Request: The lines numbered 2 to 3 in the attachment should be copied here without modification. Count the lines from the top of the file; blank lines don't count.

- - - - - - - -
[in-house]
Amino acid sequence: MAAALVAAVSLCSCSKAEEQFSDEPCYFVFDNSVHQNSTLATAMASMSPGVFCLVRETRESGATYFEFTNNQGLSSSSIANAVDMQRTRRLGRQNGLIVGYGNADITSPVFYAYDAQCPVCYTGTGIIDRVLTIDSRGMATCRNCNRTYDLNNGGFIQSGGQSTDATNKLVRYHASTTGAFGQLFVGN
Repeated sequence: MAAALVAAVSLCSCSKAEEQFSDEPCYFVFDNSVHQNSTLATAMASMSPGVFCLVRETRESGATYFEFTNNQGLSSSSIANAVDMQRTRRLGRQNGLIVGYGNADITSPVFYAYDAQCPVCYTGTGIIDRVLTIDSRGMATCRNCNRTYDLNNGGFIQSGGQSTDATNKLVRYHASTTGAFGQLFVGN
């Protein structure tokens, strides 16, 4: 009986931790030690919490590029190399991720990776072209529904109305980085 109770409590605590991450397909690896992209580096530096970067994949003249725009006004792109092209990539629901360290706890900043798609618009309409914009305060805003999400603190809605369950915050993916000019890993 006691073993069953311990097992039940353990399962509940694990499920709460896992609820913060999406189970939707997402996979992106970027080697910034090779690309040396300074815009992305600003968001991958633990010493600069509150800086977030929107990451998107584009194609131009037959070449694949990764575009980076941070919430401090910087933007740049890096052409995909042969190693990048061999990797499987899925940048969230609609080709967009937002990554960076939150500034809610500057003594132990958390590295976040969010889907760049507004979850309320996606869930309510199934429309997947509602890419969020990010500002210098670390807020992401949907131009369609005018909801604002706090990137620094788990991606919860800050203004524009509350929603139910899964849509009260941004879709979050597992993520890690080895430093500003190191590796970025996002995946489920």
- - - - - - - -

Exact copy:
Amino acid sequence: MAAALVAAVSLCSCSKAEEQFSDEPCYFVFDNSVHQNSTLATAMASMSPGVFCLVRETRESGATYFEFTNNQGLSSSSIANAVDMQRTRRLGRQNGLIVGYGNADITSPVFYAYDAQCPVCYTGTGIIDRVLTIDSRGMATCRNCNRTYDLNNGGFIQSGGQSTDATNKLVRYHASTTGAFGQLFVGN
Repeated sequence: MAAALVAAVSLCSCSKAEEQFSDEPCYFVFDNSVHQNSTLATAMASMSPGVFCLVRETRESGATYFEFTNNQGLSSSSIANAVDMQRTRRLGRQNGLIVGYGNADITSPVFYAYDAQCPVCYTGTGIIDRVLTIDSRGMATCRNCNRTYDLNNGGFIQSGGQSTDATNKLVRYHASTTGAFGQLFVGN